FTX Crash Drags Brady, Curry and MLB as Sports Crypto Withdraws

Maybe Tom Brady really has lost his touch. While the Tampa Bay quarterback struggles through a 4-5 season, one of his most high-profile endorsers, cryptocurrency exchange platform FTX, unraveled in epic fashion this week. FTX filed for bankruptcy Friday, leaving Brady and some of the other biggest brands in sports to pick up the pieces.

Not long ago, FTX was one of the world’s largest crypto startups, valued at $32 billion (or roughly the value of every National League baseball team, combined). Its founder, 30-year-old MIT grad Sam Bankman-Fried, who became known as SBF, drew comparisons to the likes of Warren Buffet and John Pierpont Morgan.

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FTX separated itself from competitors by establishing deep ties with Washington’s power players—and doing industry-shaking sports deals. Brady and Gisele Bündchen starred in a $20 million ad blitz last football season in exchange for an equity stake in the company. (Friday’s news likely means one less thing to worry about during divorce proceedings). But while that campaign sought to introduce FTX to a nation of football fans, sports execs were already well familiar with the brand.

In March 2021, FTX inked a 19-year, $135 million naming rights deal for the Miami Heat’s home—an agreement that has already paid out roughly $20 million. That August, FTX signed a $17.5 million stadium sponsorship deal for California Memorial Stadium in Berkeley. And in between, it bought a patch of real estate on every MLB umpire’s chest via a deal with the league. It also entered into agreements with the Golden State Warriors and Monumental Sports’ Washington Wizards and Capitals. Many of those deals were run through FTX’s supposedly distinct U.S. operation, though the American arm is among the approximately 130 related entities that will also undergo Chapter 11 proceedings.

Steph Curry, Shohei Ohtani and Naomi Osaka were among the other star athletes to sign FTX deals. As is now often the case, most of those agreements came with equity in the company—contracts that are likely now not worth the digital paper they were signed on.

For reasons that still remain somewhat opaque, the FTX unraveling took place over just a few days. On Sunday, users withdrew $5 billion from the exchange following reports that it, and an affiliated hedge fund, were on less than sure financial footing. By Thursday, FTX faced reports of a funding shortfall of as much as $8 billion following a failed attempt to get acquired by a competitor, and SBF announced the company would do “everything we can to raise liquidity.” Friday, he resigned.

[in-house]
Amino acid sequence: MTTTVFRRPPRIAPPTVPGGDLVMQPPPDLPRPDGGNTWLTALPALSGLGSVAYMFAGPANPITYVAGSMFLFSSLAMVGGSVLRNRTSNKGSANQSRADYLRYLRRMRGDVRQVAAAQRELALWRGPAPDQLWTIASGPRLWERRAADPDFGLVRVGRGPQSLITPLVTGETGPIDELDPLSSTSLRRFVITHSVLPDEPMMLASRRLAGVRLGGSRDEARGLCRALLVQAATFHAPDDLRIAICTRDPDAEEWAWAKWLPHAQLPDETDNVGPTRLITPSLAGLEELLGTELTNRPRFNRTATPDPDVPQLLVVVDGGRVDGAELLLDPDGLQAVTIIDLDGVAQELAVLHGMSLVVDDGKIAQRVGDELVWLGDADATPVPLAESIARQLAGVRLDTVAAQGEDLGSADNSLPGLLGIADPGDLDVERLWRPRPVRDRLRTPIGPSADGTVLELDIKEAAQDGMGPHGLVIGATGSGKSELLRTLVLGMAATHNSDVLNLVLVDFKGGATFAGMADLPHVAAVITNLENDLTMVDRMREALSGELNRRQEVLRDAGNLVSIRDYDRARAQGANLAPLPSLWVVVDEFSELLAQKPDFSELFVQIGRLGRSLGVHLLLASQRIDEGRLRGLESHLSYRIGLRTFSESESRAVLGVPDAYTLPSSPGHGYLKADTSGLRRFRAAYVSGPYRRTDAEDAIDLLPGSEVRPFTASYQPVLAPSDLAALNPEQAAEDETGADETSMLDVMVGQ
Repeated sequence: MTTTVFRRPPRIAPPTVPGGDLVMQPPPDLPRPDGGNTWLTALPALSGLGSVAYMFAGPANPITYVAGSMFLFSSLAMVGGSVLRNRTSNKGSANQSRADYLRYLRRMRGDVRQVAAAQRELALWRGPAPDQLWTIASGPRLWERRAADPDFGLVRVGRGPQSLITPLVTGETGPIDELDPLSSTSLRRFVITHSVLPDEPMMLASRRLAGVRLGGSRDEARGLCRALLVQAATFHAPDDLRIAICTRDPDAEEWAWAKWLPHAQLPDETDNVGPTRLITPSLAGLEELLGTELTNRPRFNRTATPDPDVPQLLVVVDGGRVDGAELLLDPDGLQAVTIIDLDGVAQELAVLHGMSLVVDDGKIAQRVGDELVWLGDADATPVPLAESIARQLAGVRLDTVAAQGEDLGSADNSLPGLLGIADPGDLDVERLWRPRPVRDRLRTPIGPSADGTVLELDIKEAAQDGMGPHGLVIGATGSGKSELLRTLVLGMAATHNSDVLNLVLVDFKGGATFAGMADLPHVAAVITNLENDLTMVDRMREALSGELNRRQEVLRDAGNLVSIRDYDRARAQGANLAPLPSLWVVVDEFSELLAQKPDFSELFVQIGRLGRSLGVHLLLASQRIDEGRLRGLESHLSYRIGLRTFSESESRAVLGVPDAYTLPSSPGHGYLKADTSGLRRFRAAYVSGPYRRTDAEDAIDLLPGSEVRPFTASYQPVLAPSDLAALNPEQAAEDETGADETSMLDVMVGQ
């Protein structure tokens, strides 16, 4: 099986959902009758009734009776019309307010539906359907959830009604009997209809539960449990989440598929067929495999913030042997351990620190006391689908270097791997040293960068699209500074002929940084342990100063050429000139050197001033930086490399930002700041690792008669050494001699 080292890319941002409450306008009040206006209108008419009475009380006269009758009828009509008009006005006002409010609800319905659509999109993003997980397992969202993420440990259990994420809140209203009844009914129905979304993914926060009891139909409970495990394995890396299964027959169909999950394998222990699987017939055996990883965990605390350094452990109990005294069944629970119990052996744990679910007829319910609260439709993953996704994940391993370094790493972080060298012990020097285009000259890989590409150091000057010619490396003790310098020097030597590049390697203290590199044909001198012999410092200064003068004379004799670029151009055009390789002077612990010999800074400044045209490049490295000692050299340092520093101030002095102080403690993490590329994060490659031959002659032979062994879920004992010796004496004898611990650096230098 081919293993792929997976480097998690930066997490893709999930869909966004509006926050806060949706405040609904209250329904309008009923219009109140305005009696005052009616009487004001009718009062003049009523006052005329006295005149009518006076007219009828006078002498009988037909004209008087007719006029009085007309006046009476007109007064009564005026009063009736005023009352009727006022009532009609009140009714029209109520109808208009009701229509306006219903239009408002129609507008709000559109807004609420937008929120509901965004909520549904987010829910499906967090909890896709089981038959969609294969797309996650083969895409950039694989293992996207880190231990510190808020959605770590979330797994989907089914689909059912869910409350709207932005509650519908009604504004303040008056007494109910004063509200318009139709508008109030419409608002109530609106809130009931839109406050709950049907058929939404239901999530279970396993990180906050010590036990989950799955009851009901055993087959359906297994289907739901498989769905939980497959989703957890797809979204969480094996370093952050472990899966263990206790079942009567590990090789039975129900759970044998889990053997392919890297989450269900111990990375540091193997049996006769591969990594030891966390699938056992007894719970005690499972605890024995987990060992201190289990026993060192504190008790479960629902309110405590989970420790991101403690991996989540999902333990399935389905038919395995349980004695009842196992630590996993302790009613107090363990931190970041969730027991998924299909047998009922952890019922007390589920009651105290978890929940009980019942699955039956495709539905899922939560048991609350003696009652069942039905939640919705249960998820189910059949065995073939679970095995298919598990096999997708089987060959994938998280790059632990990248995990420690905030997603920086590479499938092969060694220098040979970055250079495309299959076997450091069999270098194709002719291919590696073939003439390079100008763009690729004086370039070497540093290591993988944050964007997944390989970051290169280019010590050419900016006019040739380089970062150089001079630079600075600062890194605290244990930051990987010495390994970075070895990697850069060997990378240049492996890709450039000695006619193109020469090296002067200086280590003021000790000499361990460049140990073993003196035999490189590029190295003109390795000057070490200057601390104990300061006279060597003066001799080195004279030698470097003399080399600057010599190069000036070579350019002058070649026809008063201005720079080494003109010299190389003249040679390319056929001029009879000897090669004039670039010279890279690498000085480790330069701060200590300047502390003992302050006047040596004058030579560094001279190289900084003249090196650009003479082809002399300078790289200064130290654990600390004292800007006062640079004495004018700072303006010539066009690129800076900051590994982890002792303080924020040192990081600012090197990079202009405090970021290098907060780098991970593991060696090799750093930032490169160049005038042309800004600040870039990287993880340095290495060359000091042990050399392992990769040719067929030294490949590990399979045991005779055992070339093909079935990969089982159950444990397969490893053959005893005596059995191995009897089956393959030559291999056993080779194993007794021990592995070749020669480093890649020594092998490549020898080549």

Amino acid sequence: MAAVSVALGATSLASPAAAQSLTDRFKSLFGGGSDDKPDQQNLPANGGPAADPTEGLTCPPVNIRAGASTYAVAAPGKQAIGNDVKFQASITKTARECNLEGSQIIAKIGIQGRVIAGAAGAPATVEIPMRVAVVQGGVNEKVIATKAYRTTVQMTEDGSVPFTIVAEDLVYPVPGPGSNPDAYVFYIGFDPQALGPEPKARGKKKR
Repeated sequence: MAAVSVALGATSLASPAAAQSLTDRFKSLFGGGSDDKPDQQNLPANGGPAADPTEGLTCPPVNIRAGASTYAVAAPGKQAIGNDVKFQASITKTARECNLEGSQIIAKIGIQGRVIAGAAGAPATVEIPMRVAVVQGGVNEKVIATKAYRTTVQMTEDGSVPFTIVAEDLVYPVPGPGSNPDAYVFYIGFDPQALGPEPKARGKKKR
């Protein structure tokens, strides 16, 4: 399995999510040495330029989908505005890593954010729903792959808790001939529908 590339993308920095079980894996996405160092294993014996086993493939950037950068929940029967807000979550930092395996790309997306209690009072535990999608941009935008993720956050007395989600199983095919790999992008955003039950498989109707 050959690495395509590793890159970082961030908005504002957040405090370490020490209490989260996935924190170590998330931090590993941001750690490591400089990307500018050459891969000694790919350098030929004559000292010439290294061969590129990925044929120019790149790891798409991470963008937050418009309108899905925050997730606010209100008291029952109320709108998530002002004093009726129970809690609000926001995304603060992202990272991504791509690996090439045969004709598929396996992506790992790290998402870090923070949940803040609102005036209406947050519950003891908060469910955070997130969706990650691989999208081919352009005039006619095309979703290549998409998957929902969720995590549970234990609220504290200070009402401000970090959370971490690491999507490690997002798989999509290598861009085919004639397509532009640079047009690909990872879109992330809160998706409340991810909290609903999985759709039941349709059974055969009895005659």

Friday’s news likely precipitates the unwinding of all of FTX’s sports ventures. The Mercedes F1 team was first out of the gates, telling Motorsport.com that it was removing the company’s logos from its cars ahead of Sunday’s Brazilian GP.

This, of course, will be far from the first time a sports sponsorship deal has gone poof.

During the dot-com crash, numerous venues—Adelphia Coliseum in Nashville, PSINet Stadium in Baltimore—had to be renamed. More recently, Sports Authority Field and Chesapeake Energy Arena didn’t survive their contract terms.

“People have gone through this before and are smart about how they’re structuring these partnerships,” GMR Marketing executive vice president Todd Fischer said. “They’re going into these new categories with eyes wide open.”

Looking at crypto sponsorships specifically, the category was cooling before this week amid industry contraction. Even if, for some bizarre reason, a sports entity wanted to sign up a crypto sponsor amid this week’s tumult, they’d likely be hard pressed to find an established firm looking to grow its marketing spend.

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